Pandora's Google Glass app puts music right into your bones

Web's top radio service launches app for Google's wearable computer, letting owners pick stations with voice commands and listen through earbuds or bone-conduction feature.

Joan E. Solsman Former Senior Reporter
Joan E. Solsman was CNET's senior media reporter, covering the intersection of entertainment and technology. She's reported from locations spanning from Disneyland to Serbian refugee camps, and she previously wrote for Dow Jones Newswires and The Wall Street Journal. She bikes to get almost everywhere and has been doored only once.
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Joan E. Solsman

Pandora's new app for Google Glass lets wearers select a station or create a new one with voice commands. Pandora

Pandora's app for Google Glass launches Wednesday, putting the top Internet radio provider's stations just a voice command away.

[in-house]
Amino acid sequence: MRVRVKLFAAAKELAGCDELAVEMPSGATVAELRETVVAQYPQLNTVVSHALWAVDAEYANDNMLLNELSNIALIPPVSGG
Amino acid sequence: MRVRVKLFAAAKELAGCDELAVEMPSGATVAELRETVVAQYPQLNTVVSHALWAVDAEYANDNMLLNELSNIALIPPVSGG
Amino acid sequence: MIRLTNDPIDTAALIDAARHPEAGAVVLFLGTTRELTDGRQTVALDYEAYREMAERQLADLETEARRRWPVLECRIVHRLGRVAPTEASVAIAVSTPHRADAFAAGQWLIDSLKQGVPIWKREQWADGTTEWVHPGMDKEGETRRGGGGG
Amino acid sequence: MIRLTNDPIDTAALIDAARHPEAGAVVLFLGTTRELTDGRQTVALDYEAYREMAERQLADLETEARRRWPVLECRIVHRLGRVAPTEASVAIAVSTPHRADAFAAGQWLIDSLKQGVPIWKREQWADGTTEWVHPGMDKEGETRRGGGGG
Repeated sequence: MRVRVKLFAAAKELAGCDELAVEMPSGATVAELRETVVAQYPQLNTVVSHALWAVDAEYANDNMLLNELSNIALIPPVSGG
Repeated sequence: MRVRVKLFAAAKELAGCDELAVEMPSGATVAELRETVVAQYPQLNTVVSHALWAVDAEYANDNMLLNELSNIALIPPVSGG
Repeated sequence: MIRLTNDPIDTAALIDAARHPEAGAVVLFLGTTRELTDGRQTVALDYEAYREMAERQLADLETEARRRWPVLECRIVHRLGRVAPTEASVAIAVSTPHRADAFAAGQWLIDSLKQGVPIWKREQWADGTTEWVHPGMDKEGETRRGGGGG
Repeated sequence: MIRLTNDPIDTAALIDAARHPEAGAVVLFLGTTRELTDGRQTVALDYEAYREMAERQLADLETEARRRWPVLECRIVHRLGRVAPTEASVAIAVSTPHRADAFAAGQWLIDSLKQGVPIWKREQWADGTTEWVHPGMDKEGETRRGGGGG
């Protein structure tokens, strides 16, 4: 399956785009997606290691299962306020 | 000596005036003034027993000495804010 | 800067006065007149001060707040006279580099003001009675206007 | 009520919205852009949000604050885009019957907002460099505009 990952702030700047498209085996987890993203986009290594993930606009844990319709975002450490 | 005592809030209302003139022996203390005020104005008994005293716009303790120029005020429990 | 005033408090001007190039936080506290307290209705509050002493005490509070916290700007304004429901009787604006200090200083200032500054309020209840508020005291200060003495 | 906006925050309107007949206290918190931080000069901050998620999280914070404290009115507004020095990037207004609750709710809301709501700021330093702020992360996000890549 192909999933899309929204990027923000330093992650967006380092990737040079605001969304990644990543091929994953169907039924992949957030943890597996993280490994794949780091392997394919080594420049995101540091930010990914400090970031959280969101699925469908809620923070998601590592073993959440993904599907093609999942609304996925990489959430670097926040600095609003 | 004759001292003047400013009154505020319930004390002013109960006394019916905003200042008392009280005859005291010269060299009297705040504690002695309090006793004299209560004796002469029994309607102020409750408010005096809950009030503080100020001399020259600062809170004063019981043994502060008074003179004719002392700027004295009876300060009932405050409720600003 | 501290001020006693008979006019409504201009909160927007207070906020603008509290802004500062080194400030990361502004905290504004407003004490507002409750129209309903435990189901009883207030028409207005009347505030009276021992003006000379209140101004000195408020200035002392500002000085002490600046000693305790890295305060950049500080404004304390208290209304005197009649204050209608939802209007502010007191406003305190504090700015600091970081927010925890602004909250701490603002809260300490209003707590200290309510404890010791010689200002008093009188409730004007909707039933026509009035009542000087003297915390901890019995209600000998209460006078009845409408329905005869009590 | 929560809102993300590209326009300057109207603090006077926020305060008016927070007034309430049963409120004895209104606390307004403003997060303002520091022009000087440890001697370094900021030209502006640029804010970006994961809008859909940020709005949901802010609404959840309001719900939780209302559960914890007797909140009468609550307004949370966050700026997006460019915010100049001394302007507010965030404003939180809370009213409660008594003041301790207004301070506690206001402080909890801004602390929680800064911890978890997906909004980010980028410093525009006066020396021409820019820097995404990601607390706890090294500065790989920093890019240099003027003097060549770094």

Glass, Google's $1,500 head-mounted, voice-activated computer, became available for public purchase in May but remains a niche device. Pandora's head of business development, Ian Geller, said the point of the Glass app was to see how wearables and radio work well together -- and where they flop.

"We can live in a world where people will have a closer connection to their music because they're wearing it somewhere on their bodies," he said. "It's less about us than about making bets on winners. We're trying to figure out the ultimate use."

Built by Pandora out of an internal hackathon project, the app plays music for wearers in three possible ways: through a built-in speaker and bone conduction, no headphones required; with a single earbud included in the device's kit; and with a double-earbud accessory like a micro-USB headset.

Wearers access their personalized radio stations. Voice commands can select an existing station and create a new one, while tapping the touchpad can "thumb-up" and "thumb-down" tracks as well as pause, skip and stop songs.